The light from the lantern in our tent cast a shadow on the wall. Lucy sat across from me chewing a piece of dried pork. Her hair hung loose across her shoulders, flowing in black waves. How was she able to keep it so clean and shiny when traveling?

“Not hungry?” She ripped a chunk off, talking with her mouth full.

“I am.”

“Then why are you staring instead of eating?”

I grabbed the mutton. “Who was she?”


“The girl you killed to look like that.”

Lucy stopped and wiped her mouth with the back of her hand. “That was a long time ago.”

“Does that mean you don’t remember?”

“Oh no, I remember. I had a choice between three girls. All of them beautiful, well, by human standards.”

The firelight accentuated her cheekbones and sharp eyes.

“My father handpicked them. They were trembling, but the dark haired one had a fire in her eyes as if she knew we would kill her, but she wouldn’t be afraid about it. That’s why I chose her.”

“Do you feel any remorse when you kill someone and take their spirit?”

“We don’t syphon often. Too many auras in one body cause confusion in the mind.”

“You didn’t answer the question.”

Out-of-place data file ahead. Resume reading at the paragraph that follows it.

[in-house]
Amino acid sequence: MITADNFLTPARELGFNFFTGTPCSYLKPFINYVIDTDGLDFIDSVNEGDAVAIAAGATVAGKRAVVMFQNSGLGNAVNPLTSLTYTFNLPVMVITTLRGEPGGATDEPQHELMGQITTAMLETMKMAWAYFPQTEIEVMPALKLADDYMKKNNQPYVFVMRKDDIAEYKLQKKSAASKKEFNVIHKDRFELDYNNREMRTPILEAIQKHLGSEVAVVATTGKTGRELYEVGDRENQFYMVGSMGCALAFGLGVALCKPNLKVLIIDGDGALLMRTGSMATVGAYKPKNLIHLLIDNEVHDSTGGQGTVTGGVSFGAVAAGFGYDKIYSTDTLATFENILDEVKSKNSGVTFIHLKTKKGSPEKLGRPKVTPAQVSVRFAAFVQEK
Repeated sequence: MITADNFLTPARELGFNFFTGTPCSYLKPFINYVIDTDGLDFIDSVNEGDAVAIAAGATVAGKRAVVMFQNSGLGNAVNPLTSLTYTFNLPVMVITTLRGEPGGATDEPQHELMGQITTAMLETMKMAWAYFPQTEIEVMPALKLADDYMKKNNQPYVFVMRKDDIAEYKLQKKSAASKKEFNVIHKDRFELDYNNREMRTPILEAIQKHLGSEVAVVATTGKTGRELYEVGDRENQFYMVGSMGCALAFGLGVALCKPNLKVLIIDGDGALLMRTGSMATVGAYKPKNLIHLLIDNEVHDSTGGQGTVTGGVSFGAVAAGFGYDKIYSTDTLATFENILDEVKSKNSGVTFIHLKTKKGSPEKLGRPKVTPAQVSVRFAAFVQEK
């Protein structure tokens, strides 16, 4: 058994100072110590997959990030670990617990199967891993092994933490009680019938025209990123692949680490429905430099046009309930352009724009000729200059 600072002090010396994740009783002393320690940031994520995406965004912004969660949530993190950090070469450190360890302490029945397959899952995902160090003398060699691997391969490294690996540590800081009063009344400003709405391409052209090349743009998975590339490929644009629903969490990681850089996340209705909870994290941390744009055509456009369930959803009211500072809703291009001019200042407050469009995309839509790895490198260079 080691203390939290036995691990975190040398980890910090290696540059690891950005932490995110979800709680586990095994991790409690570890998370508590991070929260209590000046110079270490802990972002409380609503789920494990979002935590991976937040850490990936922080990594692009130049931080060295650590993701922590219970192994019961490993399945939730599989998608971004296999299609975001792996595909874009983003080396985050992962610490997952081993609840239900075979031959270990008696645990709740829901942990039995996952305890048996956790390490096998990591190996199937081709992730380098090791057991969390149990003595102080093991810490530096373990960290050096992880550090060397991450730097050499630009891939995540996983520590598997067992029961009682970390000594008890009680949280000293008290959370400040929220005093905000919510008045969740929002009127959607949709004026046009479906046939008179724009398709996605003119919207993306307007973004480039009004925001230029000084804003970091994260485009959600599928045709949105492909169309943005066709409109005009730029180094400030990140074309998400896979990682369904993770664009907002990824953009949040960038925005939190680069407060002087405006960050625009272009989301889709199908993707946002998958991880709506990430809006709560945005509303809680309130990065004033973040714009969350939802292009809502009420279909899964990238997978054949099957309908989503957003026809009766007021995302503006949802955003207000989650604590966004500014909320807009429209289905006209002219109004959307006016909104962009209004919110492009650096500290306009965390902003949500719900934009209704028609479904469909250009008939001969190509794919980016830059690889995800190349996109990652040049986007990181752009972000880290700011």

“Don’t sit there and judge me. You wear that Creator emblem, yet if your world was dying, you would kill just like me to save your family.”

“Your world is dying?”

“Yes. Our only hope of surviving is to migrate to yours.”

Behind the cruel temper and vicious bite, I sensed an almost human quality. She was just a girl thrown into an impossible situation.

“Why sneak in?” I asked. “The King is a good man.”

“Ha! It would be war.”

“We’re already at war.”

“Yes. Now we are.”

As the silence stretched between us, I wondered what her world was like. I took an apple out of the bag and sliced it in half. “Tell me about your home.”

I handed a half of it to her. Her gaze lingered on the fruit before she took it.

“We have two suns, like you. The smaller, Quay, is fading. Since the black spots appeared, storms began sweeping our lands, acidic rains that kill wildlife. We had to create domes around our cities. My city is covered in a red crystal that shines brighter than your deepest ruby.”

“Do you miss being there?”


Not the answer I expected.

“Women are only as strong as the men they stand beside. We could never rule, but here? Here is different.”

I nodded. “Lady Urima rules the twelfth land.”